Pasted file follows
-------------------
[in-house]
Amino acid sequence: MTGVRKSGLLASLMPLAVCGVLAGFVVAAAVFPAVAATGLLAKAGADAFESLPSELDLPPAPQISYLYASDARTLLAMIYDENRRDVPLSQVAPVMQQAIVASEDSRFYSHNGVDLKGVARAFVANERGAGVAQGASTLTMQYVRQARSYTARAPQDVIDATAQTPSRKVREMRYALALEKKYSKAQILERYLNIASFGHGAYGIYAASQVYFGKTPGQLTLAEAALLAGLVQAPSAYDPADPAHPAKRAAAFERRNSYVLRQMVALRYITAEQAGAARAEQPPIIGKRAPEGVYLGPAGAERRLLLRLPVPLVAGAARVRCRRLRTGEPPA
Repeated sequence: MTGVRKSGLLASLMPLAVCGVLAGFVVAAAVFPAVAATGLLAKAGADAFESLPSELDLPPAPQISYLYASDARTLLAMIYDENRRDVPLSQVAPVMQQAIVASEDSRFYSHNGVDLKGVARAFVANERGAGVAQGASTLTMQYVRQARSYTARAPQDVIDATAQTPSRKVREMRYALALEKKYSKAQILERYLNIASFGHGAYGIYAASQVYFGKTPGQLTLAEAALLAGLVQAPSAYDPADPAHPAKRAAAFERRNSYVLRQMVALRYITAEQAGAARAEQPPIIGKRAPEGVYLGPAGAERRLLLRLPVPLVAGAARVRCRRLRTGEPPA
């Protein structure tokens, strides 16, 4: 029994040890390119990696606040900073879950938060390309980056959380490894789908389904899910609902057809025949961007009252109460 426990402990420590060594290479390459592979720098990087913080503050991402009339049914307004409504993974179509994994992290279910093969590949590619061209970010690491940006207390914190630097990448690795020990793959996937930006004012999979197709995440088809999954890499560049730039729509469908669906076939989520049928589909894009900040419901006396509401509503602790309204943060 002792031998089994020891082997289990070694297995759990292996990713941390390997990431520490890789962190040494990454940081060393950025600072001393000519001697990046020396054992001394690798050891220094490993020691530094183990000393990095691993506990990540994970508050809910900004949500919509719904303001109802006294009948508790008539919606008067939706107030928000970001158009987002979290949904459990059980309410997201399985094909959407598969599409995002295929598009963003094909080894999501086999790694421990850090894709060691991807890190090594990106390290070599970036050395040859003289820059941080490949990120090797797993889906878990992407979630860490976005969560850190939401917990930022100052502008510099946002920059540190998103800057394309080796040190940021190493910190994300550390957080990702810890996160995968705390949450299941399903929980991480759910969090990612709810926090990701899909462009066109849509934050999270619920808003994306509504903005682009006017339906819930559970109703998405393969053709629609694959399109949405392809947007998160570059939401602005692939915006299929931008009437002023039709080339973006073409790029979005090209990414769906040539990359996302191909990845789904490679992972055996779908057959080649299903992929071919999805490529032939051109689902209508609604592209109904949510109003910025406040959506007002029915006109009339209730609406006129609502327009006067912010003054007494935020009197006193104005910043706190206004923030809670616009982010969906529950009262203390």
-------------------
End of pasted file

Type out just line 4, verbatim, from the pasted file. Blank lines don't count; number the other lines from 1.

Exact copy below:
């Protein structure tokens, strides 16, 4: 029994040890390119990696606040900073879950938060390309980056959380490894789908389904899910609902057809025949961007009252109460 426990402990420590060594290479390459592979720098990087913080503050991402009339049914307004409504993974179509994994992290279910093969590949590619061209970010690491940006207390914190630097990448690795020990793959996937930006004012999979197709995440088809999954890499560049730039729509469908669906076939989520049928589909894009900040419901006396509401509503602790309204943060 002792031998089994020891082997289990070694297995759990292996990713941390390997990431520490890789962190040494990454940081060393950025600072001393000519001697990046020396054992001394690798050891220094490993020691530094183990000393990095691993506990990540994970508050809910900004949500919509719904303001109802006294009948508790008539919606008067939706107030928000970001158009987002979290949904459990059980309410997201399985094909959407598969599409995002295929598009963003094909080894999501086999790694421990850090894709060691991807890190090594990106390290070599970036050395040859003289820059941080490949990120090797797993889906878990992407979630860490976005969560850190939401917990930022100052502008510099946002920059540190998103800057394309080796040190940021190493910190994300550390957080990702810890996160995968705390949450299941399903929980991480759910969090990612709810926090990701899909462009066109849509934050999270619920808003994306509504903005682009006017339906819930559970109703998405393969053709629609694959399109949405392809947007998160570059939401602005692939915006299929931008009437002023039709080339973006073409790029979005090209990414769906040539990359996302191909990845789904490679992972055996779908057959080649299903992929071919999805490529032939051109689902209508609604592209109904949510109003910025406040959506007002029915006109009339209730609406006129609502327009006067912010003054007494935020009197006193104005910043706190206004923030809670616009982010969906529950009262203390």